Hangar Cafe
Want an unusual venue to go along with your tasty breakfast? Pop this address in your iPhone's map app and venture out to Chandler Municipal Airport for a down-home breakfast at the bustling Hangar Cafe. Sit at the counter and you'll likely find yourself scarfing down steak 'n' eggs next to sky jockeys fortifying themselves before they take their Cessnas for a spin. (In our case, we spotted Los Angeles Dodger and former ASU star Andre Ethier noshing the morning after his team spanked the D-Backs.) Huevos rancheros, omelets, chicken-fried steak, biscuits and gravy, breakfast burritos, and sweet stuff like pancakes and waffles make up the Hangar's expansive menu. And just as you'd expect from an inexpensive, no-frills breakfast joint, the serving sizes are generous, to say the least. Make sure you get sautéed green pepper and onions on your hash browns, because they really hit the spot. After you've loaded up for a hard day of work (or just a hard day doin' nothing at all), go upstairs and sit a spell on the Hangar's carpeted and covered observation deck for your daily moment of Zen watching the single-prop planes glide toward Earth and touch down safely.
Chase Field
Section 137-138
Chase Field
Time was, hot dogs, peanuts, Cracker Jack, and a cold beer would about do it at a ballgame. But that was then, and this is now. We are always on the prowl for different fare, even at the yard. We are very fond of Chase Field. No, it's not Wrigley Field or Fenway Park, and it doesn't look like much from the outside, but the place is quite inviting once you step through the turnstiles. And we absolutely love the green corn and beef tamales that East Valley chef Rey Cota and his friendly staff serve up for five bucks apiece at each of the Diamondbacks' 81 home games. Located way down the left-field line, the little tamale stand is popular with both locals and out-of-towners eager to sample local fare. Unlike the home team, these tamales simply can't be beaten.
Maui Dog
Maui Dog's food challenge is unique, featuring two "shaggy"-style Kahuna Lava Dogs (half-pound beef dogs bathed in chili, Maui cole slaw, and Monterey jack cheese), two more dogs of your choice, two double-beef sliders, and one small basket each of French fries and tater tots. It's also a good deal — finish in 30 minutes and the $35 meal is free, plus you get a special T-shirt that gets you 15 percent off any future purchases you make while wearing it. You get a little punch card fully stamped and good for one free future meal, even if you fail. Cowabunga.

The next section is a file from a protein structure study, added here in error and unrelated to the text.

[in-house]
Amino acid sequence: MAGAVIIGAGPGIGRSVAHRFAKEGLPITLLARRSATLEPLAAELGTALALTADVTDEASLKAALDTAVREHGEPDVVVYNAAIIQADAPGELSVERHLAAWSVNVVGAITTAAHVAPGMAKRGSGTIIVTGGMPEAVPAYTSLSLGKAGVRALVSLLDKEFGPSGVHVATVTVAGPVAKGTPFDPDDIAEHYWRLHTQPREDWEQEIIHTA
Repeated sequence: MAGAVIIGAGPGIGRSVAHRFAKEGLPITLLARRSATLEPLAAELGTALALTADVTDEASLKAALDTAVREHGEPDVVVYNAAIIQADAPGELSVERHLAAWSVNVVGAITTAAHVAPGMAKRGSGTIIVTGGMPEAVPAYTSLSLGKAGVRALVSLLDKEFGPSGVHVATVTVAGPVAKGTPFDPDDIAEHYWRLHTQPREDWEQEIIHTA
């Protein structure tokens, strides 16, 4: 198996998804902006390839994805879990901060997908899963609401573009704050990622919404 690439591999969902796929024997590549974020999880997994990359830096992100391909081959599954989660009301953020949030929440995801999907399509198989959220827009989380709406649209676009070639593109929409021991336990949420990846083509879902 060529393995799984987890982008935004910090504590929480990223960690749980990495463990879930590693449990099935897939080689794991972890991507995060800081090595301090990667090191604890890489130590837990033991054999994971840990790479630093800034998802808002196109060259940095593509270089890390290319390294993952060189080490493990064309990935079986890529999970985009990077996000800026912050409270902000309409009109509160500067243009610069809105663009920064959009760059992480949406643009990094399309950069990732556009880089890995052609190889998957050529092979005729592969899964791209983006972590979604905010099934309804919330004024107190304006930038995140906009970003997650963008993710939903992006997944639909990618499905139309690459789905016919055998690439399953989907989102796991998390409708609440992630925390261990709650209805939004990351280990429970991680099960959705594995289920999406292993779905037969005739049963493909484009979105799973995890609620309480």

480-446-0579
Normally, finishing a few chili peppers would be no problem, but the eating challenge at this annual festival of tacos and tequila consists of seven rounds of increasingly hot peppers — the last of which is the dreaded ghost chili, a pepper so hot that the Indian military recently approved its use in hand grenades. If mind-numbing oral pain and the loss of control of all facial functions sound fun to you, go for it. Finish each pepper within the three-minute time limit and you win a sizable cash prize, the respect of the crowd, and an almost certain case of the lava shits. Hooray?
Four years ago, Phoenix's dining scene joined the ranks of those in San Francisco, Manhattan, and Chicago with an annual week of three-course dining specials at participating upscale eateries around the Valley. It was so popular that, this year, a new spring version popped up, giving us a double dose of meal deals at favorite Valley hotspots including Beckett's Table, Citizen Public House, and Noca. Thirty to 40 bucks per person might not seem like a huge deal if you're used to chain fare, but then again, we're not talking 49-cent tacos or Big Macs here. We love that a dozen or so of the menus included wine pairings this time around, and that there was no shortage of gluten-free or vegetarian dishes for our picky friends. Not that we need an excuse to hit up Beckett's or Cowboy Ciao, but having twice the opportunity to get a top-notch meal on the cheap makes us — and our wallets — extra happy.
Taco Migo
Tedd Roundy
Just opened in July, Taco Migo is more than just another taquería in the Valley. So, what sets it apart, you ask? Its hours of operation — as in, it's always operating. Yes, this place is open 24-7, meaning you can set down a base before going out for a night of drinking or settle in for a much-needed burrito, tacos, chips and salsa, or Sonoran hot dog after you've closed down your favorite bar. And if you feel you just haven't pumped quite enough booze in your veins (and you're not the designated driver, of course), you can keep drinking here, because Taco Migo serves beer and margaritas, too. Conveniently located in the shadow of Interstate 10 on Baseline Road, Taco Migo is just the sort of place that Tempe partiers and night owls were born to frequent. After last call, Taco Migo beckons.

Editor's note: As of late October 2011, Taco Migo is no longer open 24 hours a day.

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